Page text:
[MUD-Dev] Microthreads for Python

J C Lawrence claw at kanga.nu
Mon Jan 3 13:42:09 New Zealand Daylight Time 2000


While Python already supports threads, its not really a fully
scalable model.  The following addresses some of that:

  http://world.std.com/%7ewware/uthread.html

--<cut>--
It would be nice to use Python for programs involving huge numbers
of very light-weight threads. This would make it easy to simulate
large swarms of interacting agents, which sounds like fun.

Python functions are compiled to a bytecode, which runs on a virtual
machine, defined in Python/ceval.c in the eval_code2
function. Python uses frame objects to administer information
involved in nested function calls. In ceval.c, the frame stack is
implicitly embedded in the C stack, because eval_code2 calls itself
recursively when one Python function calls another.

Microthreads are implemented with a modified version of the code in
Python/ceval.c, which is Python's bytecode interpreter. Each thread
maintains an explicit frame stack, whereas normally frames are kept
on the C stack via recursive calls to eval_code2. My version of
eval_code2 can be stepped for a number of steps, unlike the normal
version which runs in an infinite loop until the outermost function
returns.

I've defined several objects in C: a "working" object (which is a
placeholder like the normal "None" object), a "uthread" object, a
"semaphore" object (also known as a mutex), and a "queue"
object. The semaphore and queue are microthread-safe. There is also
a microthread-safe version of the whrandom random number generator.

uthread.thread() creates a microthread. As arguments, it takes a
function, and any arguments that the function expects. For instance
to create a thread that computes f(x,y,z), you would write something
like 'mythread = uthread.thread(f,x,y,z)'.

Every thread has a step method (mythread.step()) which will step the
microthread for a finite number of opcodes. It returns the thread's
return value, if the thread has finished, or if the thread has not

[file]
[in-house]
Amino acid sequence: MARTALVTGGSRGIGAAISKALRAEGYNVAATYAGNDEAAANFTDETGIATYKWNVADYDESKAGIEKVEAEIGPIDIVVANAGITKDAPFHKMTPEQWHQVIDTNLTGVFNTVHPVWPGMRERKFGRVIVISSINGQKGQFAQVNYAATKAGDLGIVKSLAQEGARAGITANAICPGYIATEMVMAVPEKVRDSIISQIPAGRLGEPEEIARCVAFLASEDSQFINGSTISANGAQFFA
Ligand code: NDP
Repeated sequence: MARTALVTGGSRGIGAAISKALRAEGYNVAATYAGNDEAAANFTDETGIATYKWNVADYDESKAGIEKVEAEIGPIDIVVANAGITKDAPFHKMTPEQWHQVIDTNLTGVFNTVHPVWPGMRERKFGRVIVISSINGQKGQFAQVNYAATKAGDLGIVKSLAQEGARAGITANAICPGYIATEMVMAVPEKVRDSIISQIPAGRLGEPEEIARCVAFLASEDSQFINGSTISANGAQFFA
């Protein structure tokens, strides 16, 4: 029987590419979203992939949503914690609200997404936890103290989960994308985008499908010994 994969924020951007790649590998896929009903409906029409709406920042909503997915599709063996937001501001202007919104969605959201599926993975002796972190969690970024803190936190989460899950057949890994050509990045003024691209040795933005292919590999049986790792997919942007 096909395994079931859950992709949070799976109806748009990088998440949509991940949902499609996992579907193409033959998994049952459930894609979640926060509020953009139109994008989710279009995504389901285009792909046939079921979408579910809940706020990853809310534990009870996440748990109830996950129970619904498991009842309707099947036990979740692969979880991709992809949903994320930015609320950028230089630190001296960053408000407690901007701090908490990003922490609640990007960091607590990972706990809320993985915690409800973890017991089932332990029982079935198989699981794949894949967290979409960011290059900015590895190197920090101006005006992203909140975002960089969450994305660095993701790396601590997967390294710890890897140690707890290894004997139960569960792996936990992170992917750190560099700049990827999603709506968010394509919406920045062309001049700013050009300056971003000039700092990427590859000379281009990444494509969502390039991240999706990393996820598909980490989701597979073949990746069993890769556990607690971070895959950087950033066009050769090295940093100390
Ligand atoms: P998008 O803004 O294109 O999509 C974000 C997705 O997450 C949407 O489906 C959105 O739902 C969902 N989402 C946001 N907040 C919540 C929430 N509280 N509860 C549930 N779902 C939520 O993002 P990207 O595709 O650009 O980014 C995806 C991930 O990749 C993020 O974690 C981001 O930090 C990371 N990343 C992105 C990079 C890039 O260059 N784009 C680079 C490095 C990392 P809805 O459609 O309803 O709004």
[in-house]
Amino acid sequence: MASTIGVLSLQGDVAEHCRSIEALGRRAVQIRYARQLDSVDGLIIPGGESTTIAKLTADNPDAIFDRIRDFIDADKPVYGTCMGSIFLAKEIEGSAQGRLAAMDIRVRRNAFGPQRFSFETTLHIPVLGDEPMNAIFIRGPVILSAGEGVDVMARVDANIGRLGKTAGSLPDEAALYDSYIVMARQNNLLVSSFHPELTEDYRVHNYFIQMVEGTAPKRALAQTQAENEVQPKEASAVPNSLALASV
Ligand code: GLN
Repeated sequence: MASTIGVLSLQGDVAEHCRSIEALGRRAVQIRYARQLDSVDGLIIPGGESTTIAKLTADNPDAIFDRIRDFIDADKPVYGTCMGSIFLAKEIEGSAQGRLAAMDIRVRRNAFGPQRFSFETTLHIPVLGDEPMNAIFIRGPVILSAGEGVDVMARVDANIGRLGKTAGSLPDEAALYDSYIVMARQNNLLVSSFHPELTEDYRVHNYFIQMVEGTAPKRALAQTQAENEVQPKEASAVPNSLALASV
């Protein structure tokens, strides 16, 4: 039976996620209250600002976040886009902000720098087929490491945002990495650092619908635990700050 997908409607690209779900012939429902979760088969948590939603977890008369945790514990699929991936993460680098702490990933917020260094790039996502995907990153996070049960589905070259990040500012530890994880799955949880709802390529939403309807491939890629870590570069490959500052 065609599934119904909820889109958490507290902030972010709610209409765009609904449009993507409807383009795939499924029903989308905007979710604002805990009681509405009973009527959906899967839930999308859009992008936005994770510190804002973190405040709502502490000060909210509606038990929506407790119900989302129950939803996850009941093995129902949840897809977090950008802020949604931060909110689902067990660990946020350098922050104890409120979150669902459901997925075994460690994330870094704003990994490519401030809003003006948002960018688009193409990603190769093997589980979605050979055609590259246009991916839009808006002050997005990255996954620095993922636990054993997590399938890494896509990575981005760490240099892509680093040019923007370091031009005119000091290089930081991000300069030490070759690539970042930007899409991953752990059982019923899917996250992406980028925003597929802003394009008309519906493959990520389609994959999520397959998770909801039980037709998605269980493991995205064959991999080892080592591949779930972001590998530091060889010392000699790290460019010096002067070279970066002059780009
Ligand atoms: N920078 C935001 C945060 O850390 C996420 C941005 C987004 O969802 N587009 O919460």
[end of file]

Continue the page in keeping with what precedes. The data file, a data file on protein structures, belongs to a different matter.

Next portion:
yet finished, it returns uthread.working (the "working" placeholder
object). If you attempt to step a thread which has already finished,
an error will result.

uthread.semaphore() creates a semaphore object. It takes an optional
integer argument (default value is 1) telling how many instances of
the semaphore may be outstanding at any moment. A semaphore has the
following methods: claim() will claim one instance of a semaphore,
or block until an instance becomes available. qclaim() is a
non-blocking version of claim, which returns a boolean telling
whether the claim was successful. release() will release an instance
of the semaphore.

uthread.queue() creates a queue object, and takes an integer
argument, specifying a number of stages.  Each stage in the queue is
a normal list. A queue has the following methods: put(x) will append
x to the list at the rear of the queue, get() will remove and return
the first object from the list at the front of the queue (None if
the front queue is empty), and step() will advance the lists one
step toward the front of the queue, concatenating the front two
lists to become the new front list.

There is much similarity between this project and Stackless Python
by Christian Tismer, as several people on the Python newsgroup have
pointed out. Eventually it will probably make sense to merge
microthreads into Stackless Python, but it's not my most immediate
priority.

Some of the applications that interest me for microthreads are
amorphous computing and computational economics. Microthreads could
also be used to write agents in a game, such as robot tanks or
PacMan monsters
--<cut>--

The Stackless Python referenced above can be found at:

  http://www.pns.cc/stackless/stackless.htm

but currently that site is note accepting connections.

--
J C Lawrence                                 Home: claw at kanga.nu
----------(*)                              Other: coder at kanga.nu
--=| A man is as sane as he is dangerous to his environment |=--


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